5) How is this decline in the markets affecting our illiquid portfolios?

Given the early stages of the market and economic dislocations that have been caused by the COVID-19 pandemic, the BBH Capital Partners (BBHCP) team has been in regular dialogue with the senior executives of all of its portfolio companies regarding employee safety protocols and emergency preparedness, flash financial performance, potential business interruptions and the liquidity status and potential near-term liquidity needs of each business.

While we believe that the portfolio companies will feel some impact from the pandemic-induced dislocations including short-term earnings declines, we believe that our portfolio companies have considerable staying power, generally operate in industries which are less susceptible to economic downturns and are conservatively capitalized. Given the BBHCP investment approach, our portfolio companies enter this period of uncertainty with reasonably leveraged balance sheets, and the securities that BBHCP owns are generally more senior in the capital structure. Currently, there are no acute liquidity concerns at any of the portfolio companies, although we continue to closely monitor liquidity status with our management teams on a regular basis. To the extent that some of our portfolio companies experience material business interruptions over the coming weeks and months, it is possible that BBHCP will need to support these companies with incremental capital. This is a very fluid situation, and the BBHCP team intends to remain vigilant in our communication with the executive teams at each portfolio company. As always, we are developing comprehensive plans with company management teams to help preserve and grow value and are assisting them to execute against those plans.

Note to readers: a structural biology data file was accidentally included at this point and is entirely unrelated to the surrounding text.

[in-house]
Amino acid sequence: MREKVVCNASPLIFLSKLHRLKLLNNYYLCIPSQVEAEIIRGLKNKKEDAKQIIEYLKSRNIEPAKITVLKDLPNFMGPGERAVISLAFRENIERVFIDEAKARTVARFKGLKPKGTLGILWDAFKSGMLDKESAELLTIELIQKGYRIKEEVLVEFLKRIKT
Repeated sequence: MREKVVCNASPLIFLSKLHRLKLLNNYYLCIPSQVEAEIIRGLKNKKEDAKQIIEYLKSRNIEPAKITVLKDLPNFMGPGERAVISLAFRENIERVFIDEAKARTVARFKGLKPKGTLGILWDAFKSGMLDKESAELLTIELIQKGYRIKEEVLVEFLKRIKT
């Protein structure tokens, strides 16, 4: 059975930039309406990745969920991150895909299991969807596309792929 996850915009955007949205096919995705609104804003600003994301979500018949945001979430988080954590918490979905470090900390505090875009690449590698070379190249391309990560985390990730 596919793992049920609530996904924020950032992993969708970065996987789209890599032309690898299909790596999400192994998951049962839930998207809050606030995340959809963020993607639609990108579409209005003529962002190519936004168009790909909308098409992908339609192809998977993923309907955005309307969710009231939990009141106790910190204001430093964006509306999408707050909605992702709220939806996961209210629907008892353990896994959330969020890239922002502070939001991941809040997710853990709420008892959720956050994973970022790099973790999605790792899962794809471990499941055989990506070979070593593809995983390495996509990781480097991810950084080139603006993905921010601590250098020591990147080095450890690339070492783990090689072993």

BBH has virtually no exposure to real estate currently. Our real estate team has been very disciplined and has only invested in one property in the most recent fund that was raised. As a result, there is significant “dry powder” that can be deployed as dislocations in the real estate markets create compelling investment opportunities.

With respect to private debt, we are now, more than ever, happy that our manager adhered to very strict investment criteria, including imposing maximum debt/EBITDA ratios that had the effect of slowing the pace of capital deployment. As it stands today the onshore and offshore funds are both less than 50% called, leaving ample dry powder to deploy into new deals. In credit markets, the best time to make new loans is often just after a crisis when the loan terms and credit documentation tend to be significantly better. Having said that, we realize that some portion of the companies to whom our private debt manager has made loans will be negatively affected. Our manager’s review of its borrowers is ongoing, but we would note that we are in senior secured positions in the companies’ capital structures and generally have a significant amount of equity below our loans.

Past performance does not guarantee future results.